Anderson was initially intimidated by software engineering because he didn’t think of himself as a “math person.” But his brother had some important insight for him, which helped encourage him to pursue Next Chapter.

“My brother, who’s incredibly good at math, talked to me when I was considering taking this leap, and he pointed out that [software engineering] isn’t about mathematical capabilities. This is about problem-solving capabilities,” he said. “The most successful engineers I know do not come from math backgrounds. They come from very non-traditional backgrounds.”

What you need to find lasting success

If math and computer skills aren’t critical to pursuing a career in software engineering, what is? First and foremost, you need a desire to learn and an understanding of why you’re pursuing this new career, according to Anderson.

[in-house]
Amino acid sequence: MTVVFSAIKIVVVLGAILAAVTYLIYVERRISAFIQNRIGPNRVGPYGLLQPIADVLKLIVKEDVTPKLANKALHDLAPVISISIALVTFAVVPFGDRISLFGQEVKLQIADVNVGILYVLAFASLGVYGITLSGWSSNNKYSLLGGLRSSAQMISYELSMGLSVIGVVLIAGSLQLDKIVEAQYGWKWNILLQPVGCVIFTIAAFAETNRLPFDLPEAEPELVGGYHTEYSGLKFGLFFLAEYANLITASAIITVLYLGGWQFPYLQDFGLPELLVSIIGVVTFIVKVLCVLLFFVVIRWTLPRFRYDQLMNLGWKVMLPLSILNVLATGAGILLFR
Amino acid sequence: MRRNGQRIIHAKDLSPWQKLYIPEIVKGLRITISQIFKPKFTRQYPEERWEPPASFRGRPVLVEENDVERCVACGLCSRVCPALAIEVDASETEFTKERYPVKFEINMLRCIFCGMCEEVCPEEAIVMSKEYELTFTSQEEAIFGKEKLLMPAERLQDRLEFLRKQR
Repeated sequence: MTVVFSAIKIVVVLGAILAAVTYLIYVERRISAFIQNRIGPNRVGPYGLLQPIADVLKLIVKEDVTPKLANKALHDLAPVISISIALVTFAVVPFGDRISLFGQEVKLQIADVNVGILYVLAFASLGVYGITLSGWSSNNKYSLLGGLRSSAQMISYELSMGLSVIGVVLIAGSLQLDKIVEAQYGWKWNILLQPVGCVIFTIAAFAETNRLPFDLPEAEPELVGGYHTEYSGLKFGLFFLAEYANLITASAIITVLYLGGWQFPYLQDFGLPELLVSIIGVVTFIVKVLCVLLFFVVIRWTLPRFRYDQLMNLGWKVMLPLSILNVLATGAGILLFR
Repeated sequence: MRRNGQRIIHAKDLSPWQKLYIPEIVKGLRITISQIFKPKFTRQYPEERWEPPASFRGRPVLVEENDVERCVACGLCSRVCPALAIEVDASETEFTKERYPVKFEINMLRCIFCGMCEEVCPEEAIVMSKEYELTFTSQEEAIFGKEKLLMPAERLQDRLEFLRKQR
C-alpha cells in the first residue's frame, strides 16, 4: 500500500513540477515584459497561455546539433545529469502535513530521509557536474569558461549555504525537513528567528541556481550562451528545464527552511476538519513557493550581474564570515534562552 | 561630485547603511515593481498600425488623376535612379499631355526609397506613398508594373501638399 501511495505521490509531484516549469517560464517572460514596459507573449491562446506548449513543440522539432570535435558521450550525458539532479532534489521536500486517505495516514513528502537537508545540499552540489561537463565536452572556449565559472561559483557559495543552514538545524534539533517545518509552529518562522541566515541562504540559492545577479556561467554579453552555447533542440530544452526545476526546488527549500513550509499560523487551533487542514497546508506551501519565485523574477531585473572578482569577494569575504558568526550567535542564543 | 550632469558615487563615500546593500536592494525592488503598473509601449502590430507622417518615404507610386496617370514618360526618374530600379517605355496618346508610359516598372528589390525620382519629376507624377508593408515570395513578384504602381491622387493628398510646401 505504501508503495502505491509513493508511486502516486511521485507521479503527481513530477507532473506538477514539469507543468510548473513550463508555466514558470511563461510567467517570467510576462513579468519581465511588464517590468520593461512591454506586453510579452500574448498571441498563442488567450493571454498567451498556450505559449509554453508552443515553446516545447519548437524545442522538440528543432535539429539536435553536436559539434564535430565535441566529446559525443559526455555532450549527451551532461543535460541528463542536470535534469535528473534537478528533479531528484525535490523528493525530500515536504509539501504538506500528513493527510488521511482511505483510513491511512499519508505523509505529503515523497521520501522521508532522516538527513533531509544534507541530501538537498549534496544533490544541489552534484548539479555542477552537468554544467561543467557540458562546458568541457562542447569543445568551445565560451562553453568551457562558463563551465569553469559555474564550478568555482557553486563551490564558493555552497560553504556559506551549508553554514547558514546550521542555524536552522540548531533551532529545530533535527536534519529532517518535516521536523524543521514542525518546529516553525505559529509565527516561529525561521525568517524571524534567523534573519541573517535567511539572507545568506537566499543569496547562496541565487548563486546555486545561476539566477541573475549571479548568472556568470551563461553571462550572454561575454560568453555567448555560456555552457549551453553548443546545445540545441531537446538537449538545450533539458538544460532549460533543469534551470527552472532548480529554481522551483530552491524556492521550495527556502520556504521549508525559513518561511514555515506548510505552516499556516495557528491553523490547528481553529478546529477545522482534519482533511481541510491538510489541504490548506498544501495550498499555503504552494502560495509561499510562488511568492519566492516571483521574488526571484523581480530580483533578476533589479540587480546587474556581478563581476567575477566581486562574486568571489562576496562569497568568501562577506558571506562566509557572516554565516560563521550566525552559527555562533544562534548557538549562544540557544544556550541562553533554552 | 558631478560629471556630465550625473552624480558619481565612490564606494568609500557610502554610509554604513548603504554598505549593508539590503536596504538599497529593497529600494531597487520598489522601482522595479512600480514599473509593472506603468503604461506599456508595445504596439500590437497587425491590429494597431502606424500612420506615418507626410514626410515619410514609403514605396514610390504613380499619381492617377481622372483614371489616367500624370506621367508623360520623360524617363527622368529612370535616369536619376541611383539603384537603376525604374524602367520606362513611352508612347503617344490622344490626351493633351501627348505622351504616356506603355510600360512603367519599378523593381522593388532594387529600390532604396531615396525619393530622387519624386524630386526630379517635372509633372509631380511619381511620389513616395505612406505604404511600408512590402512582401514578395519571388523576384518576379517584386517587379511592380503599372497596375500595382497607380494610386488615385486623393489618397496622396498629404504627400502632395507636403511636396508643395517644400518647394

“You need a vision for where you want this to lead you,” he said. “This program will challenge you and, sometimes, leave you questioning why you’re taking it on, because it’s so intense. I had a vision for the life and career path I wanted to provide myself. I needed to keep that at the forefront of my mind to get through it and stay focused.”

You’ll also need the humility to ask for help – because you’ll certainly need some help along the way. Knowing when you can’t do it alone is an indispensable trait.

“One thing I learned from Next Chapter is to ask for help when you need it,” said Lal. “Don’t just expect things to come to you naturally. Utilize your resources. When I first started, I was struggling because they were moving at a very fast pace. I reached out and asked for a mentor to talk with me about my coding challenges. I had someone to meet with me regularly, and that was a big help.”

Patience is another useful tool that’s sure to help you through challenging times during the program.

“Both Next Chapter and the Hack Reactor [bootcamp] taught me to sit with the problem. If you spend enough time with it and ask the right questions, the solution will present itself,” said Lal.

Challenging, but well worth it, with new careers in motion

According to Lal, his Next Chapter experiences helped him transition from inside to outside. The Hack Reactor portion of the program was challenging, but the structure and curriculum prepared him for his new career.